keywords: Personal Narrative

  • AUSTRALIA

    Winner-take-all election narrative doesn't wash

    • John Warhurst
    • 25 June 2019
    14 Comments

    We are expected to believe that all those perceived Labor failures, plus the massive anti-Labor Clive Palmer campaign and the attraction of some positive Coalition policies, only shifted a little over one Australian in every hundred, though more in some states like Queensland and some individual seats. That analysis can't be right.

    READ MORE
  • AUSTRALIA

    My personal climate change bind

    • Fatima Measham
    • 26 May 2015
    16 Comments

    Most people think that the effects of climate change as dire but far off. I don't have that comfort. My seafarer father plays a role in generating wealth for miners who then use it as a means to influence politicians - coal, industrial salt, iron ore. I am deeply aware that my government is committed to doing as little as possible to address climate change and its lack of a coherent, internationalist policy in Australia costs countries that are climate change-vulnerable, including where my family lives back in the Philippines.

    READ MORE
  • AUSTRALIA

    Election year narrative shaped by the common good

    • Fatima Measham
    • 01 February 2013
    14 Comments

    Abbott's statement that the 2013 election is about trust is correct, but also redundant. Every election is about trust. The problem of who to trust, however, lies at the end of a string of other important questions. For as far as politics goes, there are no spectators; we are all on the same island.

    READ MORE
  • AUSTRALIA

    Conflicting narratives converge on Israel anniversary

    • Philip Mendes
    • 09 May 2008
    25 Comments

    Israel's 60th anniversary next week will be an occasion for celebration by Jews throughout the world. The formation of Israel in 1948 gave Jews renewed hope, but Palestinians remember it as a time of mourning. These conflicting narratives are reflected within the Australian context.

    READ MORE
  • ARTS AND CULTURE

    Personal odyssey in the steps of three Gobi women

    • James Massola
    • 23 December 2006
    1 Comment

    After discovering books by three women, a Lonely Planet editor from Melbourne resolves to follow in their footsteps, in the hope of giving some purpose to her aimless wanderlust.

    READ MORE
  • ARTS AND CULTURE

    Personal tragedy, wider injustice

    • Godfrey Moase
    • 23 April 2006

    Godfrey Moase reviews Rene Baker: File #28/E.D.P, by Rene Powell and Bernadette Kennedy, and Peopling the Cleland Hills: Aboriginal History in Western Central Australia 1850–1980, by Michael Alexander Smith.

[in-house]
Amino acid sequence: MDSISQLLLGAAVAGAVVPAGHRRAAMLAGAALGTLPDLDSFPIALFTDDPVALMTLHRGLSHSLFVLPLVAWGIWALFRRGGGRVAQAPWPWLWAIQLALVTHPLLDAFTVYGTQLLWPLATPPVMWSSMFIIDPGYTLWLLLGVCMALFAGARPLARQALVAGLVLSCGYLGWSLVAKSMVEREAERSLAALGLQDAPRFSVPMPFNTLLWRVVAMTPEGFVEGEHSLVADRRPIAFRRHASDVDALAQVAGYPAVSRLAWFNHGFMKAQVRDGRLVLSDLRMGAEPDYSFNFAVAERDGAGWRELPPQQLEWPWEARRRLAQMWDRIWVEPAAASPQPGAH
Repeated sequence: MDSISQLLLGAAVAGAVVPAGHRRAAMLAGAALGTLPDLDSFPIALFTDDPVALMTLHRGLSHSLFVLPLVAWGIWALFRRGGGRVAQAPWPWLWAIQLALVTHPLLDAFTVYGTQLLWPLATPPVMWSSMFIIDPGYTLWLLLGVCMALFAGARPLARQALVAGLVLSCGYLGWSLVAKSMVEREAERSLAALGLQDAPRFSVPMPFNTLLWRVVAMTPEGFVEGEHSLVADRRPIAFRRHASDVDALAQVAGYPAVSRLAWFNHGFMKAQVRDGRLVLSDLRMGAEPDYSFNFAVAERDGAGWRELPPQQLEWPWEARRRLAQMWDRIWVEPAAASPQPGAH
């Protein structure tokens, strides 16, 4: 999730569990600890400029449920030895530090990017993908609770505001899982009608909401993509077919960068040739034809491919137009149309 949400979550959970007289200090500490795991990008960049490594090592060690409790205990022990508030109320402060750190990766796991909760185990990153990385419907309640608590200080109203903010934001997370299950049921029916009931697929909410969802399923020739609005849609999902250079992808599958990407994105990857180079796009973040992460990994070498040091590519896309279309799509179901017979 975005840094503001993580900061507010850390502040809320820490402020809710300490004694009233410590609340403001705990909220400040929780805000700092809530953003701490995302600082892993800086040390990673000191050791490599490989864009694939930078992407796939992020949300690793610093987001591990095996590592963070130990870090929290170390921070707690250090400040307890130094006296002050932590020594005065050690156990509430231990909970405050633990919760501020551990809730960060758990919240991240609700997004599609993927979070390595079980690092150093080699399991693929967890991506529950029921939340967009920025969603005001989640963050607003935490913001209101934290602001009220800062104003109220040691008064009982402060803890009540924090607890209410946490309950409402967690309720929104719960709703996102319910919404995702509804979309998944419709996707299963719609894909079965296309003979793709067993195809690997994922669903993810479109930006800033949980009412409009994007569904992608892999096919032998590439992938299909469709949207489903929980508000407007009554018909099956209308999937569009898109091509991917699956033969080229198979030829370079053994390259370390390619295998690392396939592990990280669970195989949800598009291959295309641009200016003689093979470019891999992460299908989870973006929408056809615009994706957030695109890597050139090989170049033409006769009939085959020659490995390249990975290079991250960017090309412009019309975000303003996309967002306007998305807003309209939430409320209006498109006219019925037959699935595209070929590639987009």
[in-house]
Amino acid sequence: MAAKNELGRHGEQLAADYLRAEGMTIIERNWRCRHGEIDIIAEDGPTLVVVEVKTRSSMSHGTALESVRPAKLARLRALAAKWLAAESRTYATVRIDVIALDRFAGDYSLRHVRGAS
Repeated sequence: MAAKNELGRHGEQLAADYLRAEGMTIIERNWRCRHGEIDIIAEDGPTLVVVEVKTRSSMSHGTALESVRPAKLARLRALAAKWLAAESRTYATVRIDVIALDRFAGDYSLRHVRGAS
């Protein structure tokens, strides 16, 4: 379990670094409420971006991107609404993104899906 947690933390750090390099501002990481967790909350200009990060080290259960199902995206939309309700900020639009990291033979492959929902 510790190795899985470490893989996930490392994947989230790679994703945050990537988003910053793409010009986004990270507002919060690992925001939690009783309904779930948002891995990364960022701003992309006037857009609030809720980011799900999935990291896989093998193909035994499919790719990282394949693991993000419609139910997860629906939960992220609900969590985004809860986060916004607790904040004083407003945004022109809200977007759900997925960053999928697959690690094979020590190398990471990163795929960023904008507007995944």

READ MORE
  • ARTS AND CULTURE

    The girls are exaggerating

    • Jennifer Zeven
    • 22 May 2020
    12 Comments

    I spent the first six or seven years of my life spellbound by my mum’s stories of her childhood in Far North Queensland. Herstory came from warm, outback and subtropical places. She and her sisters wrote on slates at school, played in custard apple trees, kept their own bees.

    READ MORE
  • AUSTRALIA

    There's no place like home

    • Kate Galloway
    • 13 May 2020
    2 Comments

    Over the weekend in most Australian states, rules requiring people to stay home were relaxed somewhat. The country has commenced its easing of the significant restrictions on venturing out in public. As we begin to reacquaint ourselves with life outside, it is useful to reflect on the new resonance of ‘home’ — but also on its inherent limits.

    READ MORE
  • MEDIA

    Adam Goodes, in retrospectives

    • Celeste Liddle
    • 27 February 2020
    15 Comments

    Last year, two documentaries regarding the Adam Goodes booing fiasco were released mere weeks apart: Shark Island Productions’ The Final Quarter and Madman Films’ The Australian Dream, anchored by Stan Grant. Given the topic and timing of both of the films, I couldn’t help but compare the two films as an Aboriginal viewer who spends a lot of time dissecting Australia’s racism in her own analysis. As I watched both of them, my reaction to each was markedly different.

    READ MORE
  • ARTS AND CULTURE

    Time for nuanced Asian representation

    • Carolyn Cage
    • 06 February 2020
    8 Comments

    Growing up I cringed at Asian representation in film and television. More often than not we were cast as nerds, martial artists or second to the plot. We had little depth to our characters, which continuously perpetuated racial stereotypes — stereotypes that still exist today.

    READ MORE
  • AUSTRALIA

    Choosing to be childless is more than okay

    • Vivienne Cowburn
    • 31 January 2020
    18 Comments

    The modern 'old maid' is no longer confined to the attic. She's in the workforce, the senate, leading in the community. Yet while gender norms are being deconstructed and cultural ideas of femininity are evolving, the idea women exist only to procreate still persists. Women are not only supposed to have children, they're supposed to want to.

    READ MORE
  • ENVIRONMENT

    Climate catastrophe and the irrational race

    • Megan Graham
    • 05 August 2019
    7 Comments

    The debate around climate change shows the danger in believing we humans are principally rational. History gives example after example of how our biases can make us do very irrational things. In the words of Dan Ariely, our species is 'predictably irrational'. It is helpful for us to know this, so that we can become better.

    READ MORE

x

Subscribe for more stories like this.

Free sign-up